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The game of Dreidel has been played by Jewish children customarily at Chanukah, although the game can be played anytime, the association is usually made of the holiday.
A Star of David in matching glass adorns the top and the solder joins are created in a decorative way, which has become a signature of my stained glass objects work.
The bottom of the dreidel is a pyramid shape created with triangular pieces of contrasting glass - usually iridized for added pizzazz. The low-slung dreidle spins easily on a tiny ball of brass (see third photo). There are a total of 14 pieces of glass which are joined using the Tiffany copper foil technique.
Solid, weighty and low, the dreidles are aerodynamically designed to spin for a long time - some have been clocked at well over a minute! Bits of elongated and specks of gold holographic glitter on the interior catch the light and reflect it brilliantly - even if it's not spinning!
I create personalized dreidels for bar/bat mitzvahs with the cut up invitation as the design (see photo). For a small extra charge I "write" in wire on the bottom the name and date of the bar-mitzvah.
Dreidels have become huge collector's items in the past couple of decades and my dreidels can be found on display at several synagogues, temples and homes throughout the country (including several rabbis). Better Homes & Gardens Magazine did a feature article on them in their December issue.
My dreidels have also been sold in many prestigious galleries from coast to coast including each of the four SIGNATURE GALLERIES OF FINE ART & AMERICAN CRAFT along the Eastern Massachusetts shores as well as in Connecticut; The Giving Tree, Cape Cod; and A Stone’s Throw, Brookline, Massachusetts. I have shown and sold at other galleries further west such as Gotthelf in Vail, Colorado; The Skirball Jewish Cultural Center's Museum’s gift shop in Los Angeles and the beautiful gift shop in the Long Beach Museum of Art. They have been included in many private dreidel collections both in the U.S. and abroad.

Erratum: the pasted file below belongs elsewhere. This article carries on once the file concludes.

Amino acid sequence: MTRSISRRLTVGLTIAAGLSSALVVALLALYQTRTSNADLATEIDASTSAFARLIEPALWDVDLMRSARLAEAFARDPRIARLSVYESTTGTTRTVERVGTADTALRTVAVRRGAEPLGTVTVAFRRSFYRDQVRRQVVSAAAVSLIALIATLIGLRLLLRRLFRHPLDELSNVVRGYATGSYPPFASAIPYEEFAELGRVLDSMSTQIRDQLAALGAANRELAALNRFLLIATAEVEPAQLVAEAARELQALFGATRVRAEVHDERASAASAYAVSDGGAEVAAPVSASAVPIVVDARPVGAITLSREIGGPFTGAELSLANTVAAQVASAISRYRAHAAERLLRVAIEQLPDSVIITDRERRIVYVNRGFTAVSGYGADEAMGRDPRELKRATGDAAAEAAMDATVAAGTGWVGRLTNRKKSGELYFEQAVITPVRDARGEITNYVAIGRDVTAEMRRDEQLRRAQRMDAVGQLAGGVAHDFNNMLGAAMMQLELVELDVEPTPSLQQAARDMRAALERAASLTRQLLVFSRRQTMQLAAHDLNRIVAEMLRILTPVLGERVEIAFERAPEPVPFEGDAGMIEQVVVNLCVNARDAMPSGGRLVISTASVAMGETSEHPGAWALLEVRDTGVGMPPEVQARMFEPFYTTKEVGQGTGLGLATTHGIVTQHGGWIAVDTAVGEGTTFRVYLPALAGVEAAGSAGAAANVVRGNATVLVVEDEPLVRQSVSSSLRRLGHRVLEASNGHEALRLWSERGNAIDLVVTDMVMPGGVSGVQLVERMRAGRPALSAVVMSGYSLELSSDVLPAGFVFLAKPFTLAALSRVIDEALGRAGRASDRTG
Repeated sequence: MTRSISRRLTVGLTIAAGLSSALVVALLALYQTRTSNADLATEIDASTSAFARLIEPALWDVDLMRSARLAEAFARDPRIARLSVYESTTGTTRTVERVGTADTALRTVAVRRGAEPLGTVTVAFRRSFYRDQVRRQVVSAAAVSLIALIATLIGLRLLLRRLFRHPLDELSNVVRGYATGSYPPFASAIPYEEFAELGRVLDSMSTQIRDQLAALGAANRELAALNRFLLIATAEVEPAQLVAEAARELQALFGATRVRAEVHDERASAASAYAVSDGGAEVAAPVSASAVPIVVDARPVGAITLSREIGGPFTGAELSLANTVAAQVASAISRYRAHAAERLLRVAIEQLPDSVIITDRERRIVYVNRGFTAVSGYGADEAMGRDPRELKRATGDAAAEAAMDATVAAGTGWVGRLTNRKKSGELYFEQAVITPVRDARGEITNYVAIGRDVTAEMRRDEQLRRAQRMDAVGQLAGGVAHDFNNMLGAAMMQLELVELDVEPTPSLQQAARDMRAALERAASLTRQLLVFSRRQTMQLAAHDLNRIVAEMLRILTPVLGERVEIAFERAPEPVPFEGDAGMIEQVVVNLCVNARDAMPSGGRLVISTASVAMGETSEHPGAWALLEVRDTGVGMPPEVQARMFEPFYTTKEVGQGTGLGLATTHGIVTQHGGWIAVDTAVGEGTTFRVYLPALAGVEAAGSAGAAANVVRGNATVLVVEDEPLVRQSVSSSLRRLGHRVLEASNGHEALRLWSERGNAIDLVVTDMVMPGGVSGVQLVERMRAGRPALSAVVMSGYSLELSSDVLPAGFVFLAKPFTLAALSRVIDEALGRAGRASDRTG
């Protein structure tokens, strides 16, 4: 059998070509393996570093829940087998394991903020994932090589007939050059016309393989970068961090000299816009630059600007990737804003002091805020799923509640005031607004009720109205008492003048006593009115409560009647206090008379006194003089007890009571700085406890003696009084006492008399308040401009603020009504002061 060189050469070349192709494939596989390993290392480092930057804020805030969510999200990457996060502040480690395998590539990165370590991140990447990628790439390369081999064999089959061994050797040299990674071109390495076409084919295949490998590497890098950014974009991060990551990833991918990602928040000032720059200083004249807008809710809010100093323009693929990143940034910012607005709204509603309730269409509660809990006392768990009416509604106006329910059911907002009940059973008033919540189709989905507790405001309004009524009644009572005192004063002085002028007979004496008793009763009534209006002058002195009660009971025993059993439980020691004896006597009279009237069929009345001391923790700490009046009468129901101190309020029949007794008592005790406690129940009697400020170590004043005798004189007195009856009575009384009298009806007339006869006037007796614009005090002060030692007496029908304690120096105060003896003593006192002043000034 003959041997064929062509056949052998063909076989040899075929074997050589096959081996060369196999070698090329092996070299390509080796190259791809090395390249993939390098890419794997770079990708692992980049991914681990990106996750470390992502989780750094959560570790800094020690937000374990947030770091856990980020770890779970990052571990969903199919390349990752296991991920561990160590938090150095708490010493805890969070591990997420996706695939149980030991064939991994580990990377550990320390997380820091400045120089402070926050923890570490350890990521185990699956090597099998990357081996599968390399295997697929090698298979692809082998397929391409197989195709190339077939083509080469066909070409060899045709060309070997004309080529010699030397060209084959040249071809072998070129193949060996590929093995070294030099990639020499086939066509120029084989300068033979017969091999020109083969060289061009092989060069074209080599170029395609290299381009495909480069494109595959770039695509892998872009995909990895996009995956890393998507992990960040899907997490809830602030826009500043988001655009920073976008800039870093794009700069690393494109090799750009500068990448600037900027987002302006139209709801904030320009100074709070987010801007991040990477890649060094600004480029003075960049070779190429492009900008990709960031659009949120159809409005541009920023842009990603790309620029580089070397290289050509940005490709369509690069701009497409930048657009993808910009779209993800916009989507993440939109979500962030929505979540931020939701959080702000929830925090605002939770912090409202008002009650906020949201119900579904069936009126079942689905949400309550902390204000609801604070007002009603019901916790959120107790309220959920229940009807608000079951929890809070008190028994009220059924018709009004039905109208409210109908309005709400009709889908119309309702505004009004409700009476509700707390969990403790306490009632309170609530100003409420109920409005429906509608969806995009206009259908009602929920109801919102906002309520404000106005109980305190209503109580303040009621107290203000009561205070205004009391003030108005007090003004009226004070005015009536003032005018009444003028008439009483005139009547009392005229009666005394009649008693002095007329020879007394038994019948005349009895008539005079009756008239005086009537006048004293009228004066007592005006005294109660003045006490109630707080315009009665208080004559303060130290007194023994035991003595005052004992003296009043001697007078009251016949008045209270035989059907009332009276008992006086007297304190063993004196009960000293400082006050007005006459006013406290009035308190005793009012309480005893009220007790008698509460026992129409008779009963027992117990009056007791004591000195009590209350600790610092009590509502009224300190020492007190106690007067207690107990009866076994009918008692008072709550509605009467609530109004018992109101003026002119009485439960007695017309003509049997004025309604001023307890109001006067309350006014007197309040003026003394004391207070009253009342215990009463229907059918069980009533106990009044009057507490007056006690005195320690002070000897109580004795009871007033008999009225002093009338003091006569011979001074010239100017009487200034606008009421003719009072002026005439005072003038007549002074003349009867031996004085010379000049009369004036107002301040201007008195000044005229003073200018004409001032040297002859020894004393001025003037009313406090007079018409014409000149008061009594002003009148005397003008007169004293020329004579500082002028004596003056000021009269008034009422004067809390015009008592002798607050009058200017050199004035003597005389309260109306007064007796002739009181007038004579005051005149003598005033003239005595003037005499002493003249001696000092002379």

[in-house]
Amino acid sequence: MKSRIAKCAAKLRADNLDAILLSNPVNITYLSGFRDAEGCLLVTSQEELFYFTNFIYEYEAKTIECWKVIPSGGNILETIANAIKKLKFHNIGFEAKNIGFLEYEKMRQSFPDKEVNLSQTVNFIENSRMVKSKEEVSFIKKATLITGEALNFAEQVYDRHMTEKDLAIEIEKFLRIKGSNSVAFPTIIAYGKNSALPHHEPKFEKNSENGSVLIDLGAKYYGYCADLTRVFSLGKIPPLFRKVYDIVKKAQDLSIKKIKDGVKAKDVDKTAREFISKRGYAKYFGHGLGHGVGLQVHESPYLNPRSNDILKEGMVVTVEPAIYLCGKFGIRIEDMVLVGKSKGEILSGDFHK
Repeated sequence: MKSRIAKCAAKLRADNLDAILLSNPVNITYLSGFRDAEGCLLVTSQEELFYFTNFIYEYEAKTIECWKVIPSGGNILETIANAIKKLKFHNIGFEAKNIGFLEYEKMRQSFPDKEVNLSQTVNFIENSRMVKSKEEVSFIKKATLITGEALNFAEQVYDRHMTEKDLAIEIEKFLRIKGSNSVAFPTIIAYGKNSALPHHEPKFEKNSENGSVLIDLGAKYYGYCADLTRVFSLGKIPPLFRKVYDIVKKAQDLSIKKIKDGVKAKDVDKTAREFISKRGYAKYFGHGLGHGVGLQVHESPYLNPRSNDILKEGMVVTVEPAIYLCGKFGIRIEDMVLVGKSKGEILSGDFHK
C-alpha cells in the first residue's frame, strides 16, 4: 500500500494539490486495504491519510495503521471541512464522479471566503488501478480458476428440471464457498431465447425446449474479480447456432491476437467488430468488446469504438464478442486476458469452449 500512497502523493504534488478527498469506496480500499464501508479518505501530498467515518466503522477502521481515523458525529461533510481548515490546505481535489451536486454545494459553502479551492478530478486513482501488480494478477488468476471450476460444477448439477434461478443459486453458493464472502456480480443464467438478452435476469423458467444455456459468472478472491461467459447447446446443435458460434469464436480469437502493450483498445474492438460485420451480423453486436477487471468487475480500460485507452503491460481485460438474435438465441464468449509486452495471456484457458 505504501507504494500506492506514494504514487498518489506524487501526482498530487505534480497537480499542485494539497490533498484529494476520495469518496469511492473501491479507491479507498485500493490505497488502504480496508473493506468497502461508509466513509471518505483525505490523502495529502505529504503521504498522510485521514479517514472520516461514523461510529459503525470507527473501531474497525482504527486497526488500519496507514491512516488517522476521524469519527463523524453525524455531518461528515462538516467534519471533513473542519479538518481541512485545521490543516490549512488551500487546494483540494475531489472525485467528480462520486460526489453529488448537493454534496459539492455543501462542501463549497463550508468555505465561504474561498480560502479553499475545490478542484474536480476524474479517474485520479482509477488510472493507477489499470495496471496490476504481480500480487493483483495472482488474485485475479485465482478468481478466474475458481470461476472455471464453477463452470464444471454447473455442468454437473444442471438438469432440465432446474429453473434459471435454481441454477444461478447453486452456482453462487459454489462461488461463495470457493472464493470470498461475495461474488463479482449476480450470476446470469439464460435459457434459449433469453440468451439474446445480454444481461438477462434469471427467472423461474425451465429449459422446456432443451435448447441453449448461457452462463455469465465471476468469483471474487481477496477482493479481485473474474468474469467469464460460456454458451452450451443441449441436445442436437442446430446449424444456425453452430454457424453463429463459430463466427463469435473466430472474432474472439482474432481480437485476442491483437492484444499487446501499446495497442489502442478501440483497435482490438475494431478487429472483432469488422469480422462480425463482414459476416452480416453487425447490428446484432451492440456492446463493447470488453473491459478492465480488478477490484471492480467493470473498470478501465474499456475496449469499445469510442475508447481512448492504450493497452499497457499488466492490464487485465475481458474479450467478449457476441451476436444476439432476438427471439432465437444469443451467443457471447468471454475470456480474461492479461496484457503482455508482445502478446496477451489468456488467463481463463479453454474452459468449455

To play dreidel is easy:
Dreidels come with instructions (which depicts which Hebrew letter is which) but you can find the rules below:
Dreidel Game Instructions
Have some small items to play for such as pretzel sticks, candies, pennies or chocolate coins, etc.
• Every player starts off with an equal number of “goodies”.
• To start, each player contributes one item into a central pile. This becomes the "pot."
• Players spin the dreidel in turn and contribute or collect items from the pot based upon which letter faces up when the dreidel stops its spin.
- Nun - Nisht - the player collects nothing from the pot.
- Gimmel - Gantz - the player gets it all.
- Hey - Halb - The player collects half of the pot.
- Shin - Shtel - The player sets one of his own items into the pot.
Origins of playing Dreidel - A German Gambling Game?
The modern dreidel, from the German dreihen - to spin, is a Judaicized version of a German gambling game. (Nineteenth century Englishmen revived the game as "teetotum," a similar wobbly game of chance.) Even the Hebrew is based on the German gambling instructions. Each of the four sides has a Hebrew letter. The "Nun" stands for "nisht," none. "Gimmel" stands for "ganz," all. "Hey" stands for "halb," half. "Shin" stands for "shtel - stay put."
Judaism is full of examples where spiritual meaning is read into everyday objects, Shabbat candles for example. Similarly, dreidels have had many different interpretations read into them.
The Nun, Gimmel, Hey, Shin, the four Hebrew letters found on the dreidel sides, classically have been understood as an acronym for "Nes gadol haya sham," a great miracle happened there.
In Israel, where a dreidel is known as a "sevivon", Hebrew for top, the sides are inscribed with an altered message. "Nes gadol haya po," a great miracle happened HERE.
My dreidels make great gifts to adults and kids alike and they will become treasured keepsakes and constant reminders of one's great heritage through the years.